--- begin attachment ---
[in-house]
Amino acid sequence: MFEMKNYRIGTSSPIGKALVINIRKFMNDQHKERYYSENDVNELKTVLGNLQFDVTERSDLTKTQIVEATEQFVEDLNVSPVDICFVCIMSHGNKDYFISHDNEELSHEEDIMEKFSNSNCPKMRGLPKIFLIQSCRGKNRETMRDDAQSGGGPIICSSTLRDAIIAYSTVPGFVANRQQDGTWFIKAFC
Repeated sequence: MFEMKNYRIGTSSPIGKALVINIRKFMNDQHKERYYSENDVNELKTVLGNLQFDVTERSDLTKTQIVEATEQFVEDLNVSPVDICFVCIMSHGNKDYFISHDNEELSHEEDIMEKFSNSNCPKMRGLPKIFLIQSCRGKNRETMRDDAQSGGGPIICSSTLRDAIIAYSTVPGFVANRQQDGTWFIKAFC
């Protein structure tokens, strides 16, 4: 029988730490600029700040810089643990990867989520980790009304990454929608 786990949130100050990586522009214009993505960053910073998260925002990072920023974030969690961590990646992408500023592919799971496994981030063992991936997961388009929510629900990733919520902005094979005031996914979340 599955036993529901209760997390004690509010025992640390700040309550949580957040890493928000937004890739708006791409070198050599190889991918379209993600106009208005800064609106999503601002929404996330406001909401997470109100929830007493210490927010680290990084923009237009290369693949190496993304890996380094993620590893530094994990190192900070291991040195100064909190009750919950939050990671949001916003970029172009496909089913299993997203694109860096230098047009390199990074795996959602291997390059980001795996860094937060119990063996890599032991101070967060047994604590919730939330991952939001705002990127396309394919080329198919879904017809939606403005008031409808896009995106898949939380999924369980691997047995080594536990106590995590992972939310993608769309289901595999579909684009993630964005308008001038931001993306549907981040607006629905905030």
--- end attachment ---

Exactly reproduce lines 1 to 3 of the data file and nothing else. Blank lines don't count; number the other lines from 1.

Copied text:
[in-house]
Amino acid sequence: MFEMKNYRIGTSSPIGKALVINIRKFMNDQHKERYYSENDVNELKTVLGNLQFDVTERSDLTKTQIVEATEQFVEDLNVSPVDICFVCIMSHGNKDYFISHDNEELSHEEDIMEKFSNSNCPKMRGLPKIFLIQSCRGKNRETMRDDAQSGGGPIICSSTLRDAIIAYSTVPGFVANRQQDGTWFIKAFC
Repeated sequence: MFEMKNYRIGTSSPIGKALVINIRKFMNDQHKERYYSENDVNELKTVLGNLQFDVTERSDLTKTQIVEATEQFVEDLNVSPVDICFVCIMSHGNKDYFISHDNEELSHEEDIMEKFSNSNCPKMRGLPKIFLIQSCRGKNRETMRDDAQSGGGPIICSSTLRDAIIAYSTVPGFVANRQQDGTWFIKAFC